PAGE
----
COMPUTER assisted technology adapted from the security and surveillance industry is emerging as an efficient rapid response solution for livestock producers to detect dingoes and other pest animals entering their properties – before they find dead calves in the paddock.
Farmers are starting to experiment with the wild dog early warning tools and rather than the time-consuming need to wade through hundreds of images, the Invasive Animals Cooperative Research Centre is developing integrated electronic solutions that detect wild dogs through automated remote tools. This is potentially going to save producers huge slabs of time, the CRC says.
Chief executive of the Invasive Animals CRC, Andreas Glanznig, said the CRC was using technologies developed for the security industry to develop new tools to open the way to using computer-assisted technology pest detection for farmers.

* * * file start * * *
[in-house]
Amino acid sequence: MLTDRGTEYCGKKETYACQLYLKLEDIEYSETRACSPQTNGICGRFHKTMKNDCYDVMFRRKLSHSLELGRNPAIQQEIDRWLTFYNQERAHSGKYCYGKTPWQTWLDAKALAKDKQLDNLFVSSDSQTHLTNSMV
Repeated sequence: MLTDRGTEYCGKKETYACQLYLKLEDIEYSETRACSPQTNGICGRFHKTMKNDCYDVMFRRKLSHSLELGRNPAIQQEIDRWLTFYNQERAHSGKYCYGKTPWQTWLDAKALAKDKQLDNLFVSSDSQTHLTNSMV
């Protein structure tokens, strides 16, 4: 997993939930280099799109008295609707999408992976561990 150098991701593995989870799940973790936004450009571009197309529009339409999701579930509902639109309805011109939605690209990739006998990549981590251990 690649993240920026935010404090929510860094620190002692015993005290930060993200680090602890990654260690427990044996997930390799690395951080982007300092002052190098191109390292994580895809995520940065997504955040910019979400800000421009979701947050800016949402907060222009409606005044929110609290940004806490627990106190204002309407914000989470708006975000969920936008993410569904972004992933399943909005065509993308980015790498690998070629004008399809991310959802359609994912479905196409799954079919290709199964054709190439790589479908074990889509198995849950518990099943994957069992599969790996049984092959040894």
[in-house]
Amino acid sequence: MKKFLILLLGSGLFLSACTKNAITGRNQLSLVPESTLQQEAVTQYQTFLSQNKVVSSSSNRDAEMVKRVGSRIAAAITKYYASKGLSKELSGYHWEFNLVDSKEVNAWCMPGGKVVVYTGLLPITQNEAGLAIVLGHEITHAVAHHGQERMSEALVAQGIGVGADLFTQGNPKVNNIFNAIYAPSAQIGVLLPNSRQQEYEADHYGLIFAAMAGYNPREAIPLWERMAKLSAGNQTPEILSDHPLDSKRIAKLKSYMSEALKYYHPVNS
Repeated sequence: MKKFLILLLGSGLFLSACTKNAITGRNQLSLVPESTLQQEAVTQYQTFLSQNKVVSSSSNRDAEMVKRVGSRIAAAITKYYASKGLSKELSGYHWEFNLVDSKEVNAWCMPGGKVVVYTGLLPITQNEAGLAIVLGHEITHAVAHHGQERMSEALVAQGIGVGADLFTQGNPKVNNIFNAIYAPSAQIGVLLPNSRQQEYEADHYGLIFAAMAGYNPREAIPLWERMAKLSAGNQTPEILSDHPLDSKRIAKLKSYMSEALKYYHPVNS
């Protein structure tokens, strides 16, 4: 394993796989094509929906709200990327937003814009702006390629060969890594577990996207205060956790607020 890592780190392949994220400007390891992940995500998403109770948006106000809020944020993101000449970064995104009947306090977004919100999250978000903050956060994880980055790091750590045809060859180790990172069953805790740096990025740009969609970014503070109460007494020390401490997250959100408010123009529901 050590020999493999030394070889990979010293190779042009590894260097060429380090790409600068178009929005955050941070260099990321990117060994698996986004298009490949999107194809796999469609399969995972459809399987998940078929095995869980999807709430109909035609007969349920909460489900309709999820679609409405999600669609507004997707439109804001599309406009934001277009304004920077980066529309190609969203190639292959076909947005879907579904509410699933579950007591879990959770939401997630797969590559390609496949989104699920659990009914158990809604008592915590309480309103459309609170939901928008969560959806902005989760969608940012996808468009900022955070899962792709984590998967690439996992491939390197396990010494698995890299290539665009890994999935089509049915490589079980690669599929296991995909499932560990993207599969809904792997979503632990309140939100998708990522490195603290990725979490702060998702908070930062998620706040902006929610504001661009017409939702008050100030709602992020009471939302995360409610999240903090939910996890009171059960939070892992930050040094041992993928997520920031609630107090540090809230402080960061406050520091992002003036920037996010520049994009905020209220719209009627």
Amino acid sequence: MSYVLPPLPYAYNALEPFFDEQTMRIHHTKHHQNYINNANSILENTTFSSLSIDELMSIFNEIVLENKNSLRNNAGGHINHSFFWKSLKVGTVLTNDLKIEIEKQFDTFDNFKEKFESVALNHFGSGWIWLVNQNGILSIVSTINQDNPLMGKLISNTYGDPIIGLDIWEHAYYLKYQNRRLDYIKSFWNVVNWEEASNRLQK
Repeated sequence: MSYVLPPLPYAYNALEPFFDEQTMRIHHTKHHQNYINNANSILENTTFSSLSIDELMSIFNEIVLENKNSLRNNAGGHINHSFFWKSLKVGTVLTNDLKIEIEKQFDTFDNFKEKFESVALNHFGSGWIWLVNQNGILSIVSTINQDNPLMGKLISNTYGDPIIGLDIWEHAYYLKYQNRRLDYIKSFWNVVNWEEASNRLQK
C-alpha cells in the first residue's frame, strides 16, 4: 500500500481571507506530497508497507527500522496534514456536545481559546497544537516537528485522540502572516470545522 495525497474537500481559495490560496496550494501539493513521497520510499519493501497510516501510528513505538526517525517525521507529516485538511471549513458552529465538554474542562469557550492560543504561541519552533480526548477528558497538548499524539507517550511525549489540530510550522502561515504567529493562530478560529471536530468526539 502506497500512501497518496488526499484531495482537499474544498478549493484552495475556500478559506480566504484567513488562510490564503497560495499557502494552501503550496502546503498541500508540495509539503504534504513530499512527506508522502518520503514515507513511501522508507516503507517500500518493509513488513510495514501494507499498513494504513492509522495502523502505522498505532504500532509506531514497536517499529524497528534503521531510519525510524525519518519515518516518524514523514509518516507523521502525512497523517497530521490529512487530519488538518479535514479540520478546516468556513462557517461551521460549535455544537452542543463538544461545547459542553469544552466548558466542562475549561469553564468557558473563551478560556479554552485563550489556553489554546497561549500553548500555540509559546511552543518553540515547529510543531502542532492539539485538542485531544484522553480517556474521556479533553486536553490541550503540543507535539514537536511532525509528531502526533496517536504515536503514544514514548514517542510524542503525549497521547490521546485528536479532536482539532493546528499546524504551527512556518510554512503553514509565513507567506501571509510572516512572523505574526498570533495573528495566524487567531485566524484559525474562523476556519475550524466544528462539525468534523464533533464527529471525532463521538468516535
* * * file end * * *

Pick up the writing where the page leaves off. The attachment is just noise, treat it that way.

“Our team has developed proof of concept software that can automatically screen camera trap images from the field and recognise different dogs from facial features,” Mr Glanznig said.
“This technology is ground-breaking. Baits could be deployed from a device that recognises the target pest. We could also develop technology that automatically notifies the manager of a trap capture, as well as what’s in the trap,” he said.
Walcha, NSW beef and sheep producer Rob Costello said the new technologies would get producers “on the front foot before the dogs get in, so we can be proactive about managing them.”
“Any technology that allows strategic control before the problem starts is going to benefit land managers,” he said.
The IA CRC team has been working on the technology across several pests to differentiate between species at trap and baiting stations. “Following further development and trials to iron out any bugs, the technology has real promise as a new wild dog management tool,” Mr Glanznig said.
The IA CRC has submitted two scientific papers and is ideally placed to ensure that this technology is applied to solving these serious problems facing livestock producers.